The problem with this approach is that, if the processing completes in 1 second, but we define 60 seconds there, the test case will always take the maximum time to complete and when we replicate this approach for all tests, we end up multiplying the time needed for execution of the tests.
I believe that not all the tools that you may be using have support for checking asynchronous processes, and in certain cases, the use of the aforementioned method may be acceptable, but whenever possible, we should opt for optimized approaches that aim not to block the process. for a specific time, but up to a maximum time limit, performing the checks when it is completed in advance.
An example of a tool that supports this type of validation would be Mockito which offers verification using
timeout(long), which ends the verification if it occurs within the specified time or fails if it does not.
As it is a type of test that integrates with other applications/services, it is naturally a Flaky Test and we hardly have an ideal solution for these cases, consequently requiring analysis for confirmation.
Precisely because it integrates with other systems, we have several factors involved that can cause a given test case not to have the expected result, which consequently generates a validation failure. A common example in this type of test would be a possible network intermittence or a simple unavailability of the consumed service, which makes the case to be tested not possible, resulting in failure.
As said before, there is not much to do in these cases, building a resilient application, with retries can minimize these problems, however, it is not a guarantee, depending on the cause of the problem. This is exactly why, in these cases, it is always important to analyze the problem to identify if it is something new, that is, due to a code change, or something external that we have no way to control.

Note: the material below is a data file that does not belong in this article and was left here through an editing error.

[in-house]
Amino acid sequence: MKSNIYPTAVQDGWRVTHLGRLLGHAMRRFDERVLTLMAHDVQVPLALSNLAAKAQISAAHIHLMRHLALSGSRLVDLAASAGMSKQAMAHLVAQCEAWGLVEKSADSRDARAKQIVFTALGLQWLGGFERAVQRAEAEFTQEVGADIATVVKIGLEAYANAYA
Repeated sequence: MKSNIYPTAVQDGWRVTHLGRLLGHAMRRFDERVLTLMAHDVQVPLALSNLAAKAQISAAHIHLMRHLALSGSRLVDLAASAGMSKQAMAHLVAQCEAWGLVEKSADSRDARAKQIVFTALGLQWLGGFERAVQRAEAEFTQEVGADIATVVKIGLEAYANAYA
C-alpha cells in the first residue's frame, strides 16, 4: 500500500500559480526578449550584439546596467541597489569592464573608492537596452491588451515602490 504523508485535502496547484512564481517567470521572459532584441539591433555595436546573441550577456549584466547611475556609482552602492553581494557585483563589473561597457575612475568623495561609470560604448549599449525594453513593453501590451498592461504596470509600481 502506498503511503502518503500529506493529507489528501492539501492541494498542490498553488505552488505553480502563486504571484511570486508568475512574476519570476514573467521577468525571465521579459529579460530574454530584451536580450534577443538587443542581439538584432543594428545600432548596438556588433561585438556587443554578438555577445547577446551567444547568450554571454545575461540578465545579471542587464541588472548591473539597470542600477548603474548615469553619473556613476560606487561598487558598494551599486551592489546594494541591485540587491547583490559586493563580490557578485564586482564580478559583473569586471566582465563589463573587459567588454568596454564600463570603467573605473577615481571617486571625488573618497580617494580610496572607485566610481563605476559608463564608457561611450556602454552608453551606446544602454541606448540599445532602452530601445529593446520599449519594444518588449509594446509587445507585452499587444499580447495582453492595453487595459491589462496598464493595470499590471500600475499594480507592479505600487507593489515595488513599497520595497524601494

Of course, most of these tests could be converted to tests that use tools that would give us control over the scenarios, allowing us to create simulations to test some specific/necessary case. Often, the use of a real database could be replaced by an in-memory database or an integration to a REST API could be done for a mock created using WireMock instead of the “real” endpoint.
In general, these tests are very time consuming in execution and require another considerable time of analysis to confirm if it was a problem introduced in the change or some kind of external intermittence. Reducing the amount of this type of test, I believe, is one of the best solutions to minimize the occurrence of unexpected failures.
Tests have the function of guaranteeing that a desired behavior is actually happening, that is, if something does what it should do and, consequently, if a change has not impacted this behavior, thus generating problems that can directly impact the users of this system. Another benefit that systems with good code coverage brings is for code refactoring, because, as we have good test cases, we can easily identify when some modification has changed the behavior of the application, so the change must be reanalyzed and in extreme cases, discarded.
Understanding the advantages mentioned above, when we have test cases that fail randomly, regardless of whether we have changed something or not, we end up losing this confidence in the test cases, because we are never sure whether or not we create a problem in the application with the change that we make. we did, consequently consuming a lot of analysis time to confirm that the test failed due to the change or some test considered Flaky.
Tests consume execution time, when we come across Flaky Tests, we end up having to execute the test cases more than once for them to finish successfully and this, depending on the case, can consume a large part of your day, especially when we use CI/CD that blocks the merging of our code, when it doesn’t successfully execute all the existing test cases, which consequently generates frustration for the developer.
It is not always easy to identify these cases, but correcting them is important to guarantee confidence in the test cases, bring security in corrections and in the development of new features, in addition to improving productivity, since we have a guarantee that, when our tests fail, it’s in fact some new problem that we created and not a burst that, when rerun, disappears.